CRAY CRAY CABARET
_REVIEW. it’s about _LIVE. words _MATTHEW SEAMAN. at _THE COMEDY STORE. tickets _OFFICIAL SITE. booking until _MONTHLY.
Nestled directly between Leicester Square and Piccadilly Circus, on the second Wednesday of each month, London’s iconic The Comedy Store comedy club presents its new Cray, Cray Cabaret night, boasting ‘top headliners, a world-class house band, the hottest comedy talent and brilliant musical guests’.
Venturing there for its October outing, it’s safe to say it certainly delivers on its promises.
The venue itself holds plenty of significance within the comedy world, having existed in some form since 1979. Upon entering, the interior is initially reminiscent of something akin to a New York jazz club, whilst still maintaining its London heart. There’s little in the way of traditional cabaret set-up that you might expect, though (not a round table with chairs to be seen), instead offering up a more intimate, less spacious setup. If you’re expecting a perfectly polished evening of entertainment, this probably isn’t for you. It’s rough and ready, with exactly the Earthy kind of feel that city comedy should have.
The food and hospitality sweetens the deal, with generous portions, reasonable prices, and a notably extra effort made to promote the special ‘Cray Cray Cocktail’ which, at £6, proved difficult to turn down.
On with the show, and stand-up comedian and West End star Phil Nichol leads proceedings – an amiable host with just the right balance of craziness, charm and wit. He brings the audience on side instantly, always finding a way to pick out and isolate members of the crowd without making them uncomfortable. He proves the perfect host for a venue of this size, making it clear he could do just fine without a backstage area, spending as he does most of his time off-stage mingling amongst the audience. At a previous show – at Camden Comedy Club – he was even spotted collecting empty glasses.
Cray Cray Cabaret MC Phil Nichol is known to many for originating the part of ‘Hugo/Loco Chanelle’ in the West End production of Everybody’s Talking About Jamie (pictured above, photo © Geraint Lewis). Nichol briefly returned to the show & role in 2021 ahead of its temporary closue.
Nichol’s material is often bizarre – see for instance a lengthy Billie Holiday impersonation that primarily consisted of him asking the band to slow down – but in its zaniness he somehow manages to tick all of the boxes, and it’s clear throughout that his number one priority is to put his guests at ease. If at times you’re left craving an even greater degree of his trademark craziness (such as the lunacy of his 2011 Edinburgh Comedy Festival set), toning down slightly does allow him to remain the stable, responsible compere the evening required.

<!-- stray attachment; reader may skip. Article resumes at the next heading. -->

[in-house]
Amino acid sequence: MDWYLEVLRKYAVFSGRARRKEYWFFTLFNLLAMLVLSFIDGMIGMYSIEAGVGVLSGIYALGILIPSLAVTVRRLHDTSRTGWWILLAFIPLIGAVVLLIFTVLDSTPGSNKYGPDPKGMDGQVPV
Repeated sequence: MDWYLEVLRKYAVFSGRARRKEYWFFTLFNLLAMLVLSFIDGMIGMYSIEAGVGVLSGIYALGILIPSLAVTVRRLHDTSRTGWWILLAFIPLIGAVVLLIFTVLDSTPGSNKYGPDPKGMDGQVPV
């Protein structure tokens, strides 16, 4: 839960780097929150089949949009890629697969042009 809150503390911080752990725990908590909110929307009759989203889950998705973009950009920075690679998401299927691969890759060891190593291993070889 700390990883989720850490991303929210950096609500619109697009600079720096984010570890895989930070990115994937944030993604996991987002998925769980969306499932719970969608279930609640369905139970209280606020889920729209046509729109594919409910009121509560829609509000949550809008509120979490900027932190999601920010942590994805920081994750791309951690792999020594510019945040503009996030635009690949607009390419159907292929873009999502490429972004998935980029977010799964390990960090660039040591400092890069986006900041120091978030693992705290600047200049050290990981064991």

Split into two sections, the night reviewed offered a brilliant cross-section of the industry, with loveable ventriloquist Nina Conti opening, and TV regular Shaparak (formerly Shappi) Khorsandi closing the evening. Both formidable and entertaining comediennes in their own right. The highlight, however, was Javier Jarquin, a.k.a ‘The Card Ninja’, who served up a witty, subtle and fast-paced act that sees the gags come as rapidly as the playing cards he hurls around. With some particularly strong audience engagement and interaction, he proved a big hit.
Similarly, the ‘Big(ish) Band’ who underpin the entire evening do a solid job, never failing to engage in back-and-forth with each act, though given the theming of the event, a musical act or two would have been a welcome addition.
That being said, the night ended on a musical high, with Khorsandi and Nichol closing proceedings with a raucous rendition of Pulp’s ‘Common People’ that felt ripped straight from a slightly out-of-control office Christmas Party.
A suitably bonkers note to close on, the audience were on their feet singing along; irresistible, laugh-out-loud funny and charmingly peculiar.
And of course, more than a little ‘Cray’.